Every activist organization in the forefront of the protests over the police killing of Michael Brown quickly issued a statement, or called a press conference, and that included the family of Brown. They roundly condemned the assault on the two Ferguson police officers by alleged gunman, Jeffrey Williams. Some didn't stop there, they went further, much further, and made it clear that they wanted just as badly as police officials to catch the shooter. Almost certainly some of the tips and leads that investigators got that led them to Williams came from some community residents who almost certainly were in sympathy with the protests over the slaying of Brown by former Ferguson police officer Darren Wilson. St. Louis County Prosecuting Attorney Robert McCullough said as much when he thanked the public for its cooperation in the hunt.
The Ferguson police protest groups did not instantly and actively denounce the shooting at police officers solely condolences to damp down the manic misguided and self-serving finger-point by some police groups and conservative talking heads at police violence protestors, Attorney General Eric Holder, President Obama, and the Brown family for creating a climate that aided and abetted the alleged shooter.
As in the murder of two New York police officers in December, when the family of Eric Garner, and every protest organization, vehemently condemned the killings, the reasons for their swift denunciation were the same. It was morally the right thing to do because a murder whether of an officer or civilian is still a senseless and appalling act that must be condemned. Despite the ugly glare tossed on Ferguson, and other police department, and some police officers that have killed civilians in dubious circumstances, the overwhelming majority of police officers are dedicated, conscientious public servants who genuinely are committed to protecting communities from crime and violence; black lives matter, but most engaged in civil rights activism know that police lives matter too. There is the recognition that officers do face real dangers.
There is always the real fear among protestors that all it takes is the crazed act of one unhinged individual to derail the growing recognition on the part of a wide body of the public and many public officials that police violence is a major legal and public policy issue that cannot be ignored. Indeed a day before the Ferguson shooting, the Justice Department had issued one of the most scathing indictments of a police department in living memory. That led directly to the resignation of Ferguson's police chief, the Ferguson city manager, and the first step toward a real commitment by Ferguson officials to pledge to make reforms. The Ferguson reform recommendations by the Justice Department simply added to recommendation already on the table for reforms in departments nationwide. They include the full authorization and use of body cameras, a grand jury system overhaul, the systematic tracking of the number of civilians killed by police officers, the appointment of independent investigators and prosecutors in officer involved shootings, and a revamp of policies and procedures on the use of and punishment of excessive force violations by officers.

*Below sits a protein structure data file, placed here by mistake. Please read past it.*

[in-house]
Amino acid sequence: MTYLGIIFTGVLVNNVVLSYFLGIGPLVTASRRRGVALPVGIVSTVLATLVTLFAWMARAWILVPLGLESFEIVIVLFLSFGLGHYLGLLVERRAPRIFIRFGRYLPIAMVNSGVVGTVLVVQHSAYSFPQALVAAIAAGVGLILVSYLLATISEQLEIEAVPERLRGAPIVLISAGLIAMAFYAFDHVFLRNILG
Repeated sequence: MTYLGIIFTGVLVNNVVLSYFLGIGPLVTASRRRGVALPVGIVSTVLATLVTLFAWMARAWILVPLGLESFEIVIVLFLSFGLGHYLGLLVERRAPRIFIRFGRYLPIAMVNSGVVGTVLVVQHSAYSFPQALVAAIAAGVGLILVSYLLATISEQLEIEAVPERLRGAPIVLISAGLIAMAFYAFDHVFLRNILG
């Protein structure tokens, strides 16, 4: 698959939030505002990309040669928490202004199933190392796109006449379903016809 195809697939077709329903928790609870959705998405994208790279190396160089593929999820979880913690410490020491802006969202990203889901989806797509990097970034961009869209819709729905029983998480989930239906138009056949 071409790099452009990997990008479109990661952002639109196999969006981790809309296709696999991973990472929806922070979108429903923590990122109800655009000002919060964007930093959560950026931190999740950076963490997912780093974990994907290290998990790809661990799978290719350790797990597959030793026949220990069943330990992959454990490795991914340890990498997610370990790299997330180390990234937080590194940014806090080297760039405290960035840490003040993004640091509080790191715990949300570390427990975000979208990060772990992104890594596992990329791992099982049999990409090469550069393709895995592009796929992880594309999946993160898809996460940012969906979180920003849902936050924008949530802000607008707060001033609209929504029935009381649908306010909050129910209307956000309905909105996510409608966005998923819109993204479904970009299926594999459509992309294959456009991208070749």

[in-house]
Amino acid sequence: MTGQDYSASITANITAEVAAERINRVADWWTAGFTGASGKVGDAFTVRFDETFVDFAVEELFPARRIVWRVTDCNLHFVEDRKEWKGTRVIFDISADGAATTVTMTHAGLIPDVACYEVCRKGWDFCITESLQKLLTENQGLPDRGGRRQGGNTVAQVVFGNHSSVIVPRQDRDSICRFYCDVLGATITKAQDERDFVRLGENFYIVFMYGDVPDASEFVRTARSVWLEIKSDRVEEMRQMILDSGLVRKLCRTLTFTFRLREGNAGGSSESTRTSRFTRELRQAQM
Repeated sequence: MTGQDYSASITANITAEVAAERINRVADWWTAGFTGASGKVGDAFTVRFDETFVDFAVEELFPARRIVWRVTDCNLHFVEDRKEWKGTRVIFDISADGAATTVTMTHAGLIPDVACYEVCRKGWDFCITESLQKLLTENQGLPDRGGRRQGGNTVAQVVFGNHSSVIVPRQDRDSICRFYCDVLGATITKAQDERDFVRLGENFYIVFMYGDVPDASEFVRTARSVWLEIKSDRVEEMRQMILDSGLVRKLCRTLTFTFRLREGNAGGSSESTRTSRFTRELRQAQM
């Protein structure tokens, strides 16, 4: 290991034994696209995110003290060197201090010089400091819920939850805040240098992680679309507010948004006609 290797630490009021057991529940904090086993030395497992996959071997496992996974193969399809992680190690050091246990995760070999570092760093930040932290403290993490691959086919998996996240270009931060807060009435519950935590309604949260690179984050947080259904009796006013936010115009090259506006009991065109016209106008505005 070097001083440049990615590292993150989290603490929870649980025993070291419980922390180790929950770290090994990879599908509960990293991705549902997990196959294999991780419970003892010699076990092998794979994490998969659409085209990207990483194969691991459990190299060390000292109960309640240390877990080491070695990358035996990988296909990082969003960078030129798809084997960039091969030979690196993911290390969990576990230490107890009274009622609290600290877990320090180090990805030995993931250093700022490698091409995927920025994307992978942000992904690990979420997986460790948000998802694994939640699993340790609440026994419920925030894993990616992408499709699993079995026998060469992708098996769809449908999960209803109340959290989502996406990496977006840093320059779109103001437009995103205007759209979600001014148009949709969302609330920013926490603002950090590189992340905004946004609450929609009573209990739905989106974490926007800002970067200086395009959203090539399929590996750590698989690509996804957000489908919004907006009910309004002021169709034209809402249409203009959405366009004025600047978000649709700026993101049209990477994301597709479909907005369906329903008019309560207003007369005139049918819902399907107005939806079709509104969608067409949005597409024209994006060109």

The great peril danger is that these disconnected, mindless acts of individuals with no involvement in the protests that target police officers could quickly wipe the progress made off the board. Even more, there's the deep fear that lone nut violence could heighten tensions between police, many of whom are already edgy, and minority communities. The killings could harden the attitudes of some police officers, thicken the thin blue line into a siege mentality of us versus them. This could have deadly consequences on the streets and put even more civilians in harm's way if police officers feel that their only recourse in a conflict situation, no matter how innocuous it may seem, is to resort to deadly force. This would escalate the vicious cycle of violence and more violence as the accepted way to handle police-civilian encounters.
The killing of a police officer always stirs anger, outrage and fear among many officers who instantly identify with and feel the pain of a slain officer. In fact, there has been a rise in the number of officers killed in 2014 by gunfire. Despite the reckless effort by some to blame police protests for the rise in on-officer assaults, there is absolutely no evidence to support that. But that won't stop any from still trying to make a fallacious case for that.
The Ferguson police protest groups took the high road when they instantly condemned the shootings and made clear that anyone who takes the law in their hands and targets cops is a sworn enemy of their movement for justice and reform. In other words, the alleged shooter, Williams is not just a nightmare for police. He is a nightmare for those that fight for justice and reform too.
Earl Ofari Hutchinson is an author and political analyst. He is a weekly co-host of the Al Sharpton Show on American Urban Radio Network. His new book is: From King to Obama: Witness to a Turbulent History (Middle Passage Press) http://www.amazon.com/dp/0692370714
He is a weekly co-host of the Al Sharpton Show on American Urban Radio Network. He is an associate editor of New America Media. He is host of the weekly Hutchinson Report Newsmaker Hour heard weekly on the nationally network broadcast Hutchinson Newsmaker Network.
Follow Earl Ofari Hutchinson on Twitter: twitter.com/earlhutchinson